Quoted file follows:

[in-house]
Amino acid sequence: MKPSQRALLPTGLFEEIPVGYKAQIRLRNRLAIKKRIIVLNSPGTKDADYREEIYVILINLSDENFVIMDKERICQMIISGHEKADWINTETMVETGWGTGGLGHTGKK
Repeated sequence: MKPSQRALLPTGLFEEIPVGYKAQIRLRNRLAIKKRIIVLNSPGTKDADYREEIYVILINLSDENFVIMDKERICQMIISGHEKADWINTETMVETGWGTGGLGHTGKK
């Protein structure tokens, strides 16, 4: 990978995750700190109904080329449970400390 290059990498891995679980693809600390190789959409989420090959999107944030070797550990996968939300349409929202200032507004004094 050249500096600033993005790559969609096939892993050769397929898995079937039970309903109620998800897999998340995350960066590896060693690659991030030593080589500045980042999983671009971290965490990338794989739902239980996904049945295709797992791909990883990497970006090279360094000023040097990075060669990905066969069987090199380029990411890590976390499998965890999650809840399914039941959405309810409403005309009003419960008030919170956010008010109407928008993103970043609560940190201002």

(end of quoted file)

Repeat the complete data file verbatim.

[in-house]
Amino acid sequence: MKPSQRALLPTGLFEEIPVGYKAQIRLRNRLAIKKRIIVLNSPGTKDADYREEIYVILINLSDENFVIMDKERICQMIISGHEKADWINTETMVETGWGTGGLGHTGKK
Repeated sequence: MKPSQRALLPTGLFEEIPVGYKAQIRLRNRLAIKKRIIVLNSPGTKDADYREEIYVILINLSDENFVIMDKERICQMIISGHEKADWINTETMVETGWGTGGLGHTGKK
């Protein structure tokens, strides 16, 4: 990978995750700190109904080329449970400390 290059990498891995679980693809600390190789959409989420090959999107944030070797550990996968939300349409929202200032507004004094 050249500096600033993005790559969609096939892993050769397929898995079937039970309903109620998800897999998340995350960066590896060693690659991030030593080589500045980042999983671009971290965490990338794989739902239980996904049945295709797992791909990883990497970006090279360094000023040097990075060669990905066969069987090199380029990411890590976390499998965890999650809840399914039941959405309810409403005309009003419960008030919170956010008010109407928008993103970043609560940190201002």